What is a 'Sales Price Variance'

Sales price variance is the difference between the amount of money a business expects to sell its products or services for and the amount of money it actually sells them for. Sales price variances are said to be either "favorable" (more sold than budgeted) or "unfavorable" (less). The equation is simply:

Sales price variance = (actual selling price - budgeted price) x units sold

BREAKING DOWN 'Sales Price Variance'

Large and small businesses alike prepare monthly budgets that show forecasted sales and expenses for upcoming periods. These budgets integrate historical experience, anticipated economic conditions with respect to demand, anticipated competitive dynamics with respect to supply, new marketing initiatives undertaken by the firms and new product or service launches to take place. A comprehensive budget will break out expected sales for each individual product or service offering, with further breakdowns of price (P) and quantity (Q), and then roll those figures into the top line number. After the sales results come in for a month, a business will enter the individual sales figures next to the budgeted sales figures and line up the Ps and Qs for each product or service.

It is unlikely that a business will have sales results that exactly match budgeted sales, so either favorable or unfavorable variances will appear in another column. These variances are important to keep track of because they provide information for the business owner or manager where the business is successful and where it is not. A poor selling product line, for example, must be addressed by management, or it could be dropped altogether. A brisk selling product line, on the other hand, could induce the manager to increase its selling price, manufacture more of it, or both.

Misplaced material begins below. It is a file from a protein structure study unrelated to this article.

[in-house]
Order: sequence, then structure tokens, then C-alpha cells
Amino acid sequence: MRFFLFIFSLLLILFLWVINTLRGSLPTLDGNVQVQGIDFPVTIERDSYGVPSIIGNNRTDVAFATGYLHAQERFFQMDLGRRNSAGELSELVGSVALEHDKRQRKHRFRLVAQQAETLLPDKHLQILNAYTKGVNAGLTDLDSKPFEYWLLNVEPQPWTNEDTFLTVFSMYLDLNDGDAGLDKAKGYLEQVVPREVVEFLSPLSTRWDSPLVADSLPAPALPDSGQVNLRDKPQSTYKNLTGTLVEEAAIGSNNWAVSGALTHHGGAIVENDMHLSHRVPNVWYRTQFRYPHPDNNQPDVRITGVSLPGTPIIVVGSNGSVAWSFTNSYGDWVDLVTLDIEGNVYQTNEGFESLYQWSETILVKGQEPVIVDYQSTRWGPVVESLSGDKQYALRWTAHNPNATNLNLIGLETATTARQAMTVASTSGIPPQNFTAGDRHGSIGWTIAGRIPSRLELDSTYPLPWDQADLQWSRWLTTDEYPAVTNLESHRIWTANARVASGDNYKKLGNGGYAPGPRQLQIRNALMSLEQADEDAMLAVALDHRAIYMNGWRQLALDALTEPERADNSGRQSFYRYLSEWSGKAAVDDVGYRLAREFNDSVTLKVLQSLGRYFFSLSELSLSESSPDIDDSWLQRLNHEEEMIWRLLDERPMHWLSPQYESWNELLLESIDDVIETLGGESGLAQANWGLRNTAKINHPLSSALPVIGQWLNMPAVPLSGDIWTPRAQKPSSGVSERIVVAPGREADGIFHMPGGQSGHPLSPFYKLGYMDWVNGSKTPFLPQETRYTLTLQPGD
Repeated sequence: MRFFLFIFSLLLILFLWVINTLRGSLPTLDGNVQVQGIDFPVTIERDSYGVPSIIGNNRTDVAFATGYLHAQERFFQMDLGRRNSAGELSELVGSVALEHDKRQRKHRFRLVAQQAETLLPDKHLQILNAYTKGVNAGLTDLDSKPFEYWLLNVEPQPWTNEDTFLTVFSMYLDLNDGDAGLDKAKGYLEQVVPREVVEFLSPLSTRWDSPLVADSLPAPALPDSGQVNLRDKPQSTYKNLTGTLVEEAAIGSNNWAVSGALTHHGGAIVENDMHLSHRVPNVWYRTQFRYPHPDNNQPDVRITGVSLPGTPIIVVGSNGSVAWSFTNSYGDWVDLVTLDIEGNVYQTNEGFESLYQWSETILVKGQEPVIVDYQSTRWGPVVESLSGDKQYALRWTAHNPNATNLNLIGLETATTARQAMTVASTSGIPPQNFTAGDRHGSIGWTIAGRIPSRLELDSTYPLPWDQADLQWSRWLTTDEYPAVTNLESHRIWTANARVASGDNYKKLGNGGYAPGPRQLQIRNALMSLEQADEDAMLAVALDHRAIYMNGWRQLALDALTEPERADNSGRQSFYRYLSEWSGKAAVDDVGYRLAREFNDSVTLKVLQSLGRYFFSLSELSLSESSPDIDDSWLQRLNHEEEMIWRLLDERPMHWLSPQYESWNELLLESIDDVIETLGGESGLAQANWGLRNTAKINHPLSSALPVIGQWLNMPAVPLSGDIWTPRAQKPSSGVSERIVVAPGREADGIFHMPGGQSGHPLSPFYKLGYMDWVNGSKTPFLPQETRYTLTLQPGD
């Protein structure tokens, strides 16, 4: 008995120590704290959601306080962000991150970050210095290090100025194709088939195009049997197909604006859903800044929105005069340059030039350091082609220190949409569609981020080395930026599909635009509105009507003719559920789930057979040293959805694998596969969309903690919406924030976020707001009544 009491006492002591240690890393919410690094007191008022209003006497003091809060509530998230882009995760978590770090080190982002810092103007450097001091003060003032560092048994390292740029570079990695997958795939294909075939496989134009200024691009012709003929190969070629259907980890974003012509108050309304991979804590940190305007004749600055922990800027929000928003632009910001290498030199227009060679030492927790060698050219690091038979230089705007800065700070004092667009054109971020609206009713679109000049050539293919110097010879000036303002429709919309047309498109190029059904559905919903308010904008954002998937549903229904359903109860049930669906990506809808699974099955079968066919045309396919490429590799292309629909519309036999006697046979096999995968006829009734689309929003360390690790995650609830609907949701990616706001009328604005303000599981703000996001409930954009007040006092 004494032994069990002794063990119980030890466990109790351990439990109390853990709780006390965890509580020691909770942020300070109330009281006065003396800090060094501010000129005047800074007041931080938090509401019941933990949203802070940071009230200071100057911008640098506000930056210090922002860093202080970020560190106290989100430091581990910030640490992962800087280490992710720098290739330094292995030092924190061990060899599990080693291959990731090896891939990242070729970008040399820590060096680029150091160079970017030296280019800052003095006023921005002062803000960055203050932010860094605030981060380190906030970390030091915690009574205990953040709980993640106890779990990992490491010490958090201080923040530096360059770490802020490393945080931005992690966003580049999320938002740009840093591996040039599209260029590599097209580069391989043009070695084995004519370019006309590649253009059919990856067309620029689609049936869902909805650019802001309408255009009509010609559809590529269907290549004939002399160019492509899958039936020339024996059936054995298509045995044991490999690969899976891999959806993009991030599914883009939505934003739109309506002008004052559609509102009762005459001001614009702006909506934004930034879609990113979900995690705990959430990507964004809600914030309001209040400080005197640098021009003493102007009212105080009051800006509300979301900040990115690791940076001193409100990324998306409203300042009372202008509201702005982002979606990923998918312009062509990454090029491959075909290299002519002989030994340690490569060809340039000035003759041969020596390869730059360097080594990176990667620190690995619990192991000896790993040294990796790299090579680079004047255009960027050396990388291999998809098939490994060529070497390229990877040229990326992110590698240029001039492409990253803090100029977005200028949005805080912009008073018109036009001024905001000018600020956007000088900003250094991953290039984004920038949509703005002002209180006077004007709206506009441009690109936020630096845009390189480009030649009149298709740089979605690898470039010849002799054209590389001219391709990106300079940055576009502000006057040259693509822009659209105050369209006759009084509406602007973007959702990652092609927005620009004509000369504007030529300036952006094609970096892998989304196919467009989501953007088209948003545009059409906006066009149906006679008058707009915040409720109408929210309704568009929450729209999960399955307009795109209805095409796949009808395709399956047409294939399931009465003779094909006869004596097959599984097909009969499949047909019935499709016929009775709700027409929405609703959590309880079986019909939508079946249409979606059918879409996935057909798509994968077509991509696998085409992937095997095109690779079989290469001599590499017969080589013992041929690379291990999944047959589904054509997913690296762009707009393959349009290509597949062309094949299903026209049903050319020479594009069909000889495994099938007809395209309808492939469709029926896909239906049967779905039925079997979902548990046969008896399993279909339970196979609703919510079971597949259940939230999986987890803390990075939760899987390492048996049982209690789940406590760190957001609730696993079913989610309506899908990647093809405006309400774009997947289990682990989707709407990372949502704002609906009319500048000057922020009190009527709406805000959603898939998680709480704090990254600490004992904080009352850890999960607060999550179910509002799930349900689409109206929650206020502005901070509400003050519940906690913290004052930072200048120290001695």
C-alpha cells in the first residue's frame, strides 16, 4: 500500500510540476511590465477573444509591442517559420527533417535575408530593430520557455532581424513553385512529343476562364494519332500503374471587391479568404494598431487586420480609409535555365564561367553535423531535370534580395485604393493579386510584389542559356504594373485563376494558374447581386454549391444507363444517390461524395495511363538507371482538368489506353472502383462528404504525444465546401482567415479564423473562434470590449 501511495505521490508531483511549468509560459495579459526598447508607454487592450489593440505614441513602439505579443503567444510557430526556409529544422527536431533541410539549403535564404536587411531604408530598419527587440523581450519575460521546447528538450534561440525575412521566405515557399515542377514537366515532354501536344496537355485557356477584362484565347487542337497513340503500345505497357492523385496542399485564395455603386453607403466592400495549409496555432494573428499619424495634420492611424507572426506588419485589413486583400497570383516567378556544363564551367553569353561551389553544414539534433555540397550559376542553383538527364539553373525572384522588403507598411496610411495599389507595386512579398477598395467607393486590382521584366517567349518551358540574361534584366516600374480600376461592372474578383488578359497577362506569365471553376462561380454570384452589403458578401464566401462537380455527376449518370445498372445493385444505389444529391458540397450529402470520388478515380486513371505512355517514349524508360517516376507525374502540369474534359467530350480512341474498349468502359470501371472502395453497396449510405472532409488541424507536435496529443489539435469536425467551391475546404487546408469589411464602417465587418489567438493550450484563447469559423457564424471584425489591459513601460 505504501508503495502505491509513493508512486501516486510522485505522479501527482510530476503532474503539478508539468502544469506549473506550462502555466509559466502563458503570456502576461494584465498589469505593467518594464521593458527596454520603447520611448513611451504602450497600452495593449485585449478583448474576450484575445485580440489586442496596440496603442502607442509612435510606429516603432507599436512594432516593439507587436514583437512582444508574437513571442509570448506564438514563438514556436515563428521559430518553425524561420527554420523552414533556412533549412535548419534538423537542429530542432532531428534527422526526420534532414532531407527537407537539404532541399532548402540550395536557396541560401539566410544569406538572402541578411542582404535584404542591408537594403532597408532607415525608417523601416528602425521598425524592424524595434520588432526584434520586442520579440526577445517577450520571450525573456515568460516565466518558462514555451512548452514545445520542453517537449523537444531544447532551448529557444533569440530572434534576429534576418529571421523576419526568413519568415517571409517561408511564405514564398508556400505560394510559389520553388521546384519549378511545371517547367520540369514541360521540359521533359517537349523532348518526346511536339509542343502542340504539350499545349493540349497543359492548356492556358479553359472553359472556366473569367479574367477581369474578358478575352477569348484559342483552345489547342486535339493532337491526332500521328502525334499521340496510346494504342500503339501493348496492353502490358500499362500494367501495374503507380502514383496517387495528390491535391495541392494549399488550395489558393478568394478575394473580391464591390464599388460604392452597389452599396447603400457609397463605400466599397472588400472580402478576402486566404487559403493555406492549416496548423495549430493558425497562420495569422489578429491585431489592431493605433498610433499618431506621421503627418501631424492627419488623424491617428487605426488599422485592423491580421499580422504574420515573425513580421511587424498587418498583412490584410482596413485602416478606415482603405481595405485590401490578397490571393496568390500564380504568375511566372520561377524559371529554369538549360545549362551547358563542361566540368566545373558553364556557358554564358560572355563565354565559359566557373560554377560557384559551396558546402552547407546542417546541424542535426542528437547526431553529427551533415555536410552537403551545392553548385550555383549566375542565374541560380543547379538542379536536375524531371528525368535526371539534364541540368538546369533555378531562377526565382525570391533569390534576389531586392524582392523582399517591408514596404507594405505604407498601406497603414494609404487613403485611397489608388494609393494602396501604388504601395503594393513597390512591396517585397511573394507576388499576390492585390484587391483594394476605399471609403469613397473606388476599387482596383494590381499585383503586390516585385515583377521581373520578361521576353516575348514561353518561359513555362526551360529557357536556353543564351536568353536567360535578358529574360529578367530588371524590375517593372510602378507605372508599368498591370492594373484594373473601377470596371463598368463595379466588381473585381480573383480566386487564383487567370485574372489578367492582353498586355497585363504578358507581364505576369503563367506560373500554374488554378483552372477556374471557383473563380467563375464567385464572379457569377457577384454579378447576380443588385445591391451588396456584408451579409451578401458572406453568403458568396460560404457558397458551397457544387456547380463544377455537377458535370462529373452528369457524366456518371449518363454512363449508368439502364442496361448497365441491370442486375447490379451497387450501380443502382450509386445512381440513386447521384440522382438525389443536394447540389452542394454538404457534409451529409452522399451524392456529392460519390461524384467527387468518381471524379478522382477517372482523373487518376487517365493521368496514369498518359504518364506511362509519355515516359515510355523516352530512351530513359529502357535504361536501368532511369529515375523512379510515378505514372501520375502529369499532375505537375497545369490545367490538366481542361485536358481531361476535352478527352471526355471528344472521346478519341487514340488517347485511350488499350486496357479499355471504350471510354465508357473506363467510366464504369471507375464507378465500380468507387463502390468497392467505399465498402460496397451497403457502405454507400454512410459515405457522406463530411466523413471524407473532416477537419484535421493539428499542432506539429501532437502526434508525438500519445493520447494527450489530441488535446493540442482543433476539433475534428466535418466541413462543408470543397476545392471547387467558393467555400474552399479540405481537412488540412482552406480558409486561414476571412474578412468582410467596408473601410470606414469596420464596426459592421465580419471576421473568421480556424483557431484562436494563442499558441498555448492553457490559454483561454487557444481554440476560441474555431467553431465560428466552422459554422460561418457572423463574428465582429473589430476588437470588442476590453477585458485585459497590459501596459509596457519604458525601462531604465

Small Business Example of Sales Price Variance

Let's say a clothing store has 50 shirts that it expects to sell for $20 each, which would bring in $1,000. Unfortunately, the shirts are sitting on the shelves and are not selling, so the store has to discount them to $15. It ends up selling all 50 shirts at the $15 price, bringing in $750. The store's sales price variance is $1,000 minus $750, or $250, and the store will earn less profit than it expected to.

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